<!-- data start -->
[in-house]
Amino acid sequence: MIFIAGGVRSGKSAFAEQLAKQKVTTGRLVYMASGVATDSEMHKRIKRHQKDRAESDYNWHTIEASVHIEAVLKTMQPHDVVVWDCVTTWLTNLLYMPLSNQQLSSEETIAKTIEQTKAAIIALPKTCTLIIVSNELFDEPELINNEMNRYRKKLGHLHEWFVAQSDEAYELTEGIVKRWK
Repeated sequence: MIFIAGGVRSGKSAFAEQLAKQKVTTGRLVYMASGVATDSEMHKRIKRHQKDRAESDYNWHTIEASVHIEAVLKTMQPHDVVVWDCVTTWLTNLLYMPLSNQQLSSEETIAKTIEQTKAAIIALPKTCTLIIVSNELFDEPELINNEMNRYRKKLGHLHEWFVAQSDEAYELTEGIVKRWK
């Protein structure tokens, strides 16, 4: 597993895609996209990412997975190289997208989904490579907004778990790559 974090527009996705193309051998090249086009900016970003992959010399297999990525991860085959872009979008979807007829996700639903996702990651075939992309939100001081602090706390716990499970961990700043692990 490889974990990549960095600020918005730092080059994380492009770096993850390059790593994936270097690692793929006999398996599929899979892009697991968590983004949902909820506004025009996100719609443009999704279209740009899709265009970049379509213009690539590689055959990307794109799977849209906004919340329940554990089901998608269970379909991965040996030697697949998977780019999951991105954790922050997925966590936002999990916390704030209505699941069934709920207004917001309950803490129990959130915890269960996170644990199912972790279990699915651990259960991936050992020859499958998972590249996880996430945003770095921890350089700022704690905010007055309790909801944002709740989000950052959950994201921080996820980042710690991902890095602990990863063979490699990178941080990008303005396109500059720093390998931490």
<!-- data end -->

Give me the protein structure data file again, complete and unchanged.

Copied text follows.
[in-house]
Amino acid sequence: MIFIAGGVRSGKSAFAEQLAKQKVTTGRLVYMASGVATDSEMHKRIKRHQKDRAESDYNWHTIEASVHIEAVLKTMQPHDVVVWDCVTTWLTNLLYMPLSNQQLSSEETIAKTIEQTKAAIIALPKTCTLIIVSNELFDEPELINNEMNRYRKKLGHLHEWFVAQSDEAYELTEGIVKRWK
Repeated sequence: MIFIAGGVRSGKSAFAEQLAKQKVTTGRLVYMASGVATDSEMHKRIKRHQKDRAESDYNWHTIEASVHIEAVLKTMQPHDVVVWDCVTTWLTNLLYMPLSNQQLSSEETIAKTIEQTKAAIIALPKTCTLIIVSNELFDEPELINNEMNRYRKKLGHLHEWFVAQSDEAYELTEGIVKRWK
């Protein structure tokens, strides 16, 4: 597993895609996209990412997975190289997208989904490579907004778990790559 974090527009996705193309051998090249086009900016970003992959010399297999990525991860085959872009979008979807007829996700639903996702990651075939992309939100001081602090706390716990499970961990700043692990 490889974990990549960095600020918005730092080059994380492009770096993850390059790593994936270097690692793929006999398996599929899979892009697991968590983004949902909820506004025009996100719609443009999704279209740009899709265009970049379509213009690539590689055959990307794109799977849209906004919340329940554990089901998608269970379909991965040996030697697949998977780019999951991105954790922050997925966590936002999990916390704030209505699941069934709920207004917001309950803490129990959130915890269960996170644990199912972790279990699915651990259960991936050992020859499958998972590249996880996430945003770095921890350089700022704690905010007055309790909801944002709740989000950052959950994201921080996820980042710690991902890095602990990863063979490699990178941080990008303005396109500059720093390998931490």